Videos from Scottish Soldiers commemorative event available online
Two videos, filmed during the Scottish soldiers’ commemorative event on 12 May 2017 are now available to view on line.
The first video shows the speeches given by Professor Stuart Corbridge, the Vice-Chancellor of Durham University, Professor David Cowling, Pro-Vice Chancellor for Arts and Humanities and Professor Chris Gerrard, Scottish Soldiers Archaeology Project Team Lead, at the commemorative event. You can view the speeches online here.
The second video shows the public lecture by Dr Pam Graves from the Scottish Soldiers Archaeology Project Team and Professor Emerson Baker of Salem State University, USA, which was held in the evening of 12 May 2017. The video of the public lecture is available to watch here.
(31 May 2017)
Scottish soldiers commemorated in Durham
The seventeenth Century Scottish soldiers, who were imprisoned and died in Durham following the Battle of Dunbar in 1650, were commemorated with a series of events in the City on Friday 12 May 2017.
Durham University hosted an event to dedicate a new plaque, as a lasting memorial to the soldiers who lost their lives in Durham. A minute’s silence was also observed.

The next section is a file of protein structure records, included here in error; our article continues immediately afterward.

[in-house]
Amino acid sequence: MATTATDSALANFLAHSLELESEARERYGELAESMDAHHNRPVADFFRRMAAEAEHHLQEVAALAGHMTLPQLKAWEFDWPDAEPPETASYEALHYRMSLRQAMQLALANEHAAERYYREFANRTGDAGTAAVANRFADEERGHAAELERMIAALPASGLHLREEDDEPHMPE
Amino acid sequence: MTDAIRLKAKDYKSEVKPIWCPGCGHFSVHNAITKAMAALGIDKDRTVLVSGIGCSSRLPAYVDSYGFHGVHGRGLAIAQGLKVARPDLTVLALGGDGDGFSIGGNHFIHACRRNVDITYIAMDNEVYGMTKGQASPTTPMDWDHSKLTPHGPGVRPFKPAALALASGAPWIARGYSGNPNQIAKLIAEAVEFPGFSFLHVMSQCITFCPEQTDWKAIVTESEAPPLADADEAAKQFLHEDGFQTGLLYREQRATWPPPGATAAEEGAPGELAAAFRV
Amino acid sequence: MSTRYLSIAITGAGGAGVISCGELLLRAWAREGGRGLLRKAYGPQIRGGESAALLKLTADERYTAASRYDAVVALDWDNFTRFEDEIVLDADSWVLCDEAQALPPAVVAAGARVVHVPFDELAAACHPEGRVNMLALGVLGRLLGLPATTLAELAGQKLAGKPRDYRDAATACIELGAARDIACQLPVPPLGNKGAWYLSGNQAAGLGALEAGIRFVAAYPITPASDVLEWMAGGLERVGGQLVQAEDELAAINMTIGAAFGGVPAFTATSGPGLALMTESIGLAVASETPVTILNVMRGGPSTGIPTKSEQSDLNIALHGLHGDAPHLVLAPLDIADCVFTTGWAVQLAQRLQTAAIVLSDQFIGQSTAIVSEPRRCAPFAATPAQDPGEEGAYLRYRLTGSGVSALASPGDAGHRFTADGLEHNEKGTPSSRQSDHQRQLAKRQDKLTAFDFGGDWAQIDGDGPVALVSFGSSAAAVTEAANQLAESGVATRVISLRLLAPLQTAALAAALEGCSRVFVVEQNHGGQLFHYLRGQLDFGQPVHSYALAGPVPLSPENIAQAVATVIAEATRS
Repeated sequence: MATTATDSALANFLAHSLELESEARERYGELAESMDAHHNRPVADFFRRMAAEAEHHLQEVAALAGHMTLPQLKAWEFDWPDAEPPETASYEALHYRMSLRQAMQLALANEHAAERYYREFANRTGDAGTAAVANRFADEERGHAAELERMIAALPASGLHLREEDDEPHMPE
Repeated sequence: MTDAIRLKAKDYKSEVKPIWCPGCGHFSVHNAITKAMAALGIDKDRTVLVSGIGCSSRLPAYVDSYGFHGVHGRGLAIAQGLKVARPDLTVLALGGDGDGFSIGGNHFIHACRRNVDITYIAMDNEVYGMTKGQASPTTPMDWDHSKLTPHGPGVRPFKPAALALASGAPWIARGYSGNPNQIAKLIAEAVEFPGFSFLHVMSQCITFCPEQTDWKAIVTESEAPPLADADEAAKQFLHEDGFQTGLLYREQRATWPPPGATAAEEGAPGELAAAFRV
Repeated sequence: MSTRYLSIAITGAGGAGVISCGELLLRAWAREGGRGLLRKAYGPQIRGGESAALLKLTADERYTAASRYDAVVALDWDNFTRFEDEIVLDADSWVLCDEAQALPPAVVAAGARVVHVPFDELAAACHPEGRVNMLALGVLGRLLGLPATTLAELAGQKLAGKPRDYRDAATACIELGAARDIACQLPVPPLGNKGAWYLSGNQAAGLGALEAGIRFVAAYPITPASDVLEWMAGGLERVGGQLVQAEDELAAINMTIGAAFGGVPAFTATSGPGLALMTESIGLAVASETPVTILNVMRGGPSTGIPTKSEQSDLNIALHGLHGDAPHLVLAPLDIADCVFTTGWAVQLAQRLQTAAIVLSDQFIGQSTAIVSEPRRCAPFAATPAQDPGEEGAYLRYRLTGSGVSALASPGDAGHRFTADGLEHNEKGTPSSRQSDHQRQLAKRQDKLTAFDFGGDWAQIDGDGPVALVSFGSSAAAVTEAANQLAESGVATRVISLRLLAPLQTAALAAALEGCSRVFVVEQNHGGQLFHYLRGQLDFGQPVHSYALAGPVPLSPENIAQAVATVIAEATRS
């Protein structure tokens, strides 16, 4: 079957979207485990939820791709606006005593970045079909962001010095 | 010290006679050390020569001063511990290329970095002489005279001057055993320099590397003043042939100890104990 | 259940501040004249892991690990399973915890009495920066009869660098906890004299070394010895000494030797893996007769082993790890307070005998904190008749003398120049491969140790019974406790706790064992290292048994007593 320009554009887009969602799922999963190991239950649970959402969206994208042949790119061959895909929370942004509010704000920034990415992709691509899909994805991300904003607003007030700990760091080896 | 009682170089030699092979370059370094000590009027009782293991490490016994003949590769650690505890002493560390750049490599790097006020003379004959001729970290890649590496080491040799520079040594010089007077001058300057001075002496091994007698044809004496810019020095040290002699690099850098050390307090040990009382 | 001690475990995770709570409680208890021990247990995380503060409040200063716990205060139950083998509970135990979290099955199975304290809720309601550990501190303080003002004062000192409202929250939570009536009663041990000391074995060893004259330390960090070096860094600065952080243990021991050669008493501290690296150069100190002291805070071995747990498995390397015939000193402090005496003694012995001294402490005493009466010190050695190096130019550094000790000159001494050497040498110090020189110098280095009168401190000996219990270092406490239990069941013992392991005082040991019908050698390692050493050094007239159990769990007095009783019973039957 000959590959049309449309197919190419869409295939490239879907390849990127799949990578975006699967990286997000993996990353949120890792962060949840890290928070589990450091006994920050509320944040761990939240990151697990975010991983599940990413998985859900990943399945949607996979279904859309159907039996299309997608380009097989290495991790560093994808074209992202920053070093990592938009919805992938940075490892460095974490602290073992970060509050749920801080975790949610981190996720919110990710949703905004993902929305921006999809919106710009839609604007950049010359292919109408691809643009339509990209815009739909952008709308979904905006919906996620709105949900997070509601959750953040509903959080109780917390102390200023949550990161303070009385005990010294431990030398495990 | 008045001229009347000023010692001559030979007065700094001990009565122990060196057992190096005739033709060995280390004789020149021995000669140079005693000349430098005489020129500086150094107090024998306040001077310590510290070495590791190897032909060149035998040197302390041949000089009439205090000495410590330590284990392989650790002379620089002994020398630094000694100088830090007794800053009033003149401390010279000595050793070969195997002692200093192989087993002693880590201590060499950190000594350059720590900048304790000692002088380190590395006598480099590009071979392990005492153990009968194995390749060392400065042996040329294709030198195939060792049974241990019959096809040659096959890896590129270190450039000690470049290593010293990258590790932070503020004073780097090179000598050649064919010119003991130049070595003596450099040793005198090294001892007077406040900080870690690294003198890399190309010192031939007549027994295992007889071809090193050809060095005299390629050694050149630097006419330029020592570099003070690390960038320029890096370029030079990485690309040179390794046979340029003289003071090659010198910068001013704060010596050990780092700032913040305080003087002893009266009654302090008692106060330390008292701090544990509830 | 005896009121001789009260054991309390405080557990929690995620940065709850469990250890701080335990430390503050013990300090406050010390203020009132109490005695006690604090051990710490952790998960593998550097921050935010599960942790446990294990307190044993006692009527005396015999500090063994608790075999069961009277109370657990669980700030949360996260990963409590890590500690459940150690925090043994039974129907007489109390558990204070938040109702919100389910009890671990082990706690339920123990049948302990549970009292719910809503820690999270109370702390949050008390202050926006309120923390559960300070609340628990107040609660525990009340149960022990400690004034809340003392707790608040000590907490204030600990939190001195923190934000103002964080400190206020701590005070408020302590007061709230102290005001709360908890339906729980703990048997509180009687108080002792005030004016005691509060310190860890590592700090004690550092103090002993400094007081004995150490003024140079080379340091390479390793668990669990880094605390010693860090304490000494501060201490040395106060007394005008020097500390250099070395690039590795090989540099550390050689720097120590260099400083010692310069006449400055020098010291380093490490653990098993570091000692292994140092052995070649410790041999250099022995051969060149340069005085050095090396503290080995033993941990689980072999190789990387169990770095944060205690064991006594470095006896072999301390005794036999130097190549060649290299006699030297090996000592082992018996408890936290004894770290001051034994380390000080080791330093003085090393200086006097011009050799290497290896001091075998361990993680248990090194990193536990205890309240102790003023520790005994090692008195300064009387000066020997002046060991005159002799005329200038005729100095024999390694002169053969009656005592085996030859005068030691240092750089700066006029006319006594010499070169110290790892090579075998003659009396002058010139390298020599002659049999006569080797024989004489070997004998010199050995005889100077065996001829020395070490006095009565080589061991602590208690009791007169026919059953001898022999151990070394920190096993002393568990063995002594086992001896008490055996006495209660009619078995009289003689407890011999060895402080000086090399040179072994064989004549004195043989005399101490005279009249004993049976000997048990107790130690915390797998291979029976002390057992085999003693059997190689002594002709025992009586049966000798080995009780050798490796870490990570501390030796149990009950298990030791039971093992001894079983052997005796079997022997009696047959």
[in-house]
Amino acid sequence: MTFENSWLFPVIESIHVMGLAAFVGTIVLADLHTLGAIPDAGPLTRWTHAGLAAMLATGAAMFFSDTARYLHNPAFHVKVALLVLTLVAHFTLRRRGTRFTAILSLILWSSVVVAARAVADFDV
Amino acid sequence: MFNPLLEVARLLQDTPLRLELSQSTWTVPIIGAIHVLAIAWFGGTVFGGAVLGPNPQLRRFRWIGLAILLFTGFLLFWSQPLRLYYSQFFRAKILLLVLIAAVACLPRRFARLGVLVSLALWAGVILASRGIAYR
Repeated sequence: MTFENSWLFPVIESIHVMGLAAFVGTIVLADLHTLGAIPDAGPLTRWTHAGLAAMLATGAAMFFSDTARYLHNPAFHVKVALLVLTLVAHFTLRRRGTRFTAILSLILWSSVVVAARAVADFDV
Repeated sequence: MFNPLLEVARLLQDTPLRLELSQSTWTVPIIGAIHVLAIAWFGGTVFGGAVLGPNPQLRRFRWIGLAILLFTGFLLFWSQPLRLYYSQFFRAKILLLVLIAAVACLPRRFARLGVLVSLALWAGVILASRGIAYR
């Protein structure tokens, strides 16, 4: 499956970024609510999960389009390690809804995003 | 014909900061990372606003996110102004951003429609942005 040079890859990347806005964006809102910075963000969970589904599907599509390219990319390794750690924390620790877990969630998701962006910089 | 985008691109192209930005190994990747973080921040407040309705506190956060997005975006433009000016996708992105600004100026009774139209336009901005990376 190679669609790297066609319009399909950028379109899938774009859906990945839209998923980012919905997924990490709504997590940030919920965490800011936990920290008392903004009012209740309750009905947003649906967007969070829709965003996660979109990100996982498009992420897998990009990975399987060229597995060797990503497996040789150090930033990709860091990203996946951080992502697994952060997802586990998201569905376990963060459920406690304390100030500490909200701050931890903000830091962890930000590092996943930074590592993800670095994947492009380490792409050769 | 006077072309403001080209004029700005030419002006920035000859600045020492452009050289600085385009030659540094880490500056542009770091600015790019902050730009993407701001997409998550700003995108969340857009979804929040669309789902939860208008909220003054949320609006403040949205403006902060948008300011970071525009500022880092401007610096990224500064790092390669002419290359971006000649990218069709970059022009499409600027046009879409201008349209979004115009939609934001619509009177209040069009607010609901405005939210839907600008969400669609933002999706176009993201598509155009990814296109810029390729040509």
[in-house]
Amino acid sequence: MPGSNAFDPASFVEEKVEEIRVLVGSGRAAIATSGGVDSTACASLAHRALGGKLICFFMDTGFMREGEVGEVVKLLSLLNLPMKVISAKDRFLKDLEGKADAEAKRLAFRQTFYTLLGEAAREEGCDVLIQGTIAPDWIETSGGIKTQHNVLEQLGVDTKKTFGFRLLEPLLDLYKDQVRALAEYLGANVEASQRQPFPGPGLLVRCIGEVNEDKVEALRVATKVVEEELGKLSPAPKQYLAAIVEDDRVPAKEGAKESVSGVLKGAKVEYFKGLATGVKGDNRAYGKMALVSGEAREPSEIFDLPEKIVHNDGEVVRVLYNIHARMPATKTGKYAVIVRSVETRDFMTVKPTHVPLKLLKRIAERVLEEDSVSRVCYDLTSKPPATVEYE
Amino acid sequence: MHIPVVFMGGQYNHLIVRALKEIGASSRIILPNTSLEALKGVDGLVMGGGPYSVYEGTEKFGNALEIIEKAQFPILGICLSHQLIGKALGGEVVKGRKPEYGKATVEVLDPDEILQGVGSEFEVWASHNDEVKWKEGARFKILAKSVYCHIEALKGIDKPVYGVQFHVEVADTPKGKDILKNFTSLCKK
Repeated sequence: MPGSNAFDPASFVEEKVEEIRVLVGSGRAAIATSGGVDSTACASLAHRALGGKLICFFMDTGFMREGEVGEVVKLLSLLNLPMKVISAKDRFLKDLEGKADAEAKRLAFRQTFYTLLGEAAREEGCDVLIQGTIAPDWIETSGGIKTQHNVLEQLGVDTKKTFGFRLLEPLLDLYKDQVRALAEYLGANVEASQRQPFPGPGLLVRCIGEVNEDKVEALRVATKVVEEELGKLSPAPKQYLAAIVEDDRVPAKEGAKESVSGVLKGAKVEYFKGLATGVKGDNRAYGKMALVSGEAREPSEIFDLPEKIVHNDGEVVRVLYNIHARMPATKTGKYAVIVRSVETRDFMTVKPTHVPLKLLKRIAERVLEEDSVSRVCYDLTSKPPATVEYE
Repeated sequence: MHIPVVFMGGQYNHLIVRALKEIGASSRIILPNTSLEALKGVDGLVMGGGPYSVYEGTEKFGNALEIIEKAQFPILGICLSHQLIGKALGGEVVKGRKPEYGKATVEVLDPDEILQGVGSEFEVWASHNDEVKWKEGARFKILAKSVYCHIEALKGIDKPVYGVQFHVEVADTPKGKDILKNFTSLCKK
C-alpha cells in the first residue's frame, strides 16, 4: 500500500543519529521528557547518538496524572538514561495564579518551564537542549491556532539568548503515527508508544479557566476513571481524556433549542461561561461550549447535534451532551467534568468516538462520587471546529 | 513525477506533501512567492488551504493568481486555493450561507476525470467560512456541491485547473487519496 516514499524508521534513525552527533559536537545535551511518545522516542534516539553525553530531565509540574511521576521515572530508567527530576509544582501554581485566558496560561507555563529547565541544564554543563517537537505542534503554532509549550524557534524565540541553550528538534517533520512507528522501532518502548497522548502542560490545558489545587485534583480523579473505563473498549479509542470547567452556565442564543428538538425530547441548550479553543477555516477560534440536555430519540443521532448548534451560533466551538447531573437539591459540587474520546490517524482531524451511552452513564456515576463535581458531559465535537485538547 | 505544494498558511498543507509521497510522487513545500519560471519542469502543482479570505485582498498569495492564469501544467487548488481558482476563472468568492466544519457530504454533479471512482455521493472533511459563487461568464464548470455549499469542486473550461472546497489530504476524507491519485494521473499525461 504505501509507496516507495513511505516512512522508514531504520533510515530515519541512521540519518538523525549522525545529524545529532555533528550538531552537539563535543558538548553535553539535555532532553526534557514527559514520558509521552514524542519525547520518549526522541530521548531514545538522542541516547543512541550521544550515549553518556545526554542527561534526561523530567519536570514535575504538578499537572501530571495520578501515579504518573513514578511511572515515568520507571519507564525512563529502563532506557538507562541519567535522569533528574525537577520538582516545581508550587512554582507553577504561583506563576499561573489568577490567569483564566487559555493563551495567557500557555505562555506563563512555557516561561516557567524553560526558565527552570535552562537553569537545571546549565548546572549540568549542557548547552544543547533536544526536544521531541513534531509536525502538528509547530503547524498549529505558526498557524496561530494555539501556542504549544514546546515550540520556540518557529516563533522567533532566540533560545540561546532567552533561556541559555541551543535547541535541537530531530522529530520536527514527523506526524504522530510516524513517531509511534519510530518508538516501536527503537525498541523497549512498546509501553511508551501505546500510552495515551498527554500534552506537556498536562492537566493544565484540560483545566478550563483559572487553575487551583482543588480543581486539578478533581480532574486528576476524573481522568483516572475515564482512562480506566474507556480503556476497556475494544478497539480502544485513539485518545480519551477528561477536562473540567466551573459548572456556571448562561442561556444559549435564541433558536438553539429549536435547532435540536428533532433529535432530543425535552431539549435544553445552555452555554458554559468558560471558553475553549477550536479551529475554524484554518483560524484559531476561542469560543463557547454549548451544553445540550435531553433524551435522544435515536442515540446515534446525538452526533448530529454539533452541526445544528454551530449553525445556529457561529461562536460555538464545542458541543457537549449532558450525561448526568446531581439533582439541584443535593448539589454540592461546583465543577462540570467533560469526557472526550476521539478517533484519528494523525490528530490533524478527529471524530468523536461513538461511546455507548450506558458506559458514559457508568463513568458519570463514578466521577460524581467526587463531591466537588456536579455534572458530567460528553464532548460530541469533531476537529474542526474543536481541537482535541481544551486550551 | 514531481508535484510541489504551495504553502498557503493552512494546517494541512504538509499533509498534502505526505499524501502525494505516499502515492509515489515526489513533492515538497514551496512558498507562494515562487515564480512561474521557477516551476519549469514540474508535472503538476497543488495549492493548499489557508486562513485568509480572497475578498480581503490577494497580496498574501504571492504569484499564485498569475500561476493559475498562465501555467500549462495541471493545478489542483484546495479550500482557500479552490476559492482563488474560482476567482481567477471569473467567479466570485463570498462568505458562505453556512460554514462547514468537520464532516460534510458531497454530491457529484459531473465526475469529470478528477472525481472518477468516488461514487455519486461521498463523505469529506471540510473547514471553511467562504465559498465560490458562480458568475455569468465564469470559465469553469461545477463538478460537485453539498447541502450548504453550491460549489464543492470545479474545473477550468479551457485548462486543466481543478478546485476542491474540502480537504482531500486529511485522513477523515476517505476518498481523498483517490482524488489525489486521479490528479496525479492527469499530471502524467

The plaque has been installed in the courtyard of the café at the University’s Palace Green Library, within the City’s UNESCO World Heritage Site. It was during construction work for this courtyard that the remains of the soldiers were discovered in a mass grave in 2013.
Speaking ahead of the event Professor Stuart Corbridge, Vice-Chancellor and Warden of Durham University, said: “The plaque will serve as a permanent memorial to the soldiers’ presence here on Palace Green.
“Since the discovery of the remains in 2013, experts from the University’s Department of Archaeology have undertaken a significant programme of research to learn more about the lives of the soldiers, including what became of those who survived.
“It is our intention through this project to give these individuals a voice in our history.”
An existing plaque within Durham Cathedral, installed in 2011 in memory of the Scottish soldiers, has also been updated to remove the reference to the soldiers’ place of burial being unknown. The updated plaque was rededicated today, with special prayers and a blessing during the Cathedral’s Evensong service.
Canon Rosalind Brown, of Durham Cathedral, said: “The updated plaque within Durham Cathedral, and the new plaque at Palace Green Library, provide an important commemoration of those soldiers who lost their lives and one which we hope honours their memory in a dignified manner.”
Battle site links
The plaque at Palace Green Library is mounted on stone cut from the quarry which now operates on the site where the Battle of Dunbar took place in 1650. The plaque’s inscription and imagery were designed in consultation with stakeholders, including direct descendants of soldiers who survived the battle and subsequent imprisonment.
In addition to events to dedicate plaques at Palace Green Library and Durham Cathedral, a public lecture about the Scottish Soldiers Archaeology Project was also held at Palace Green Library.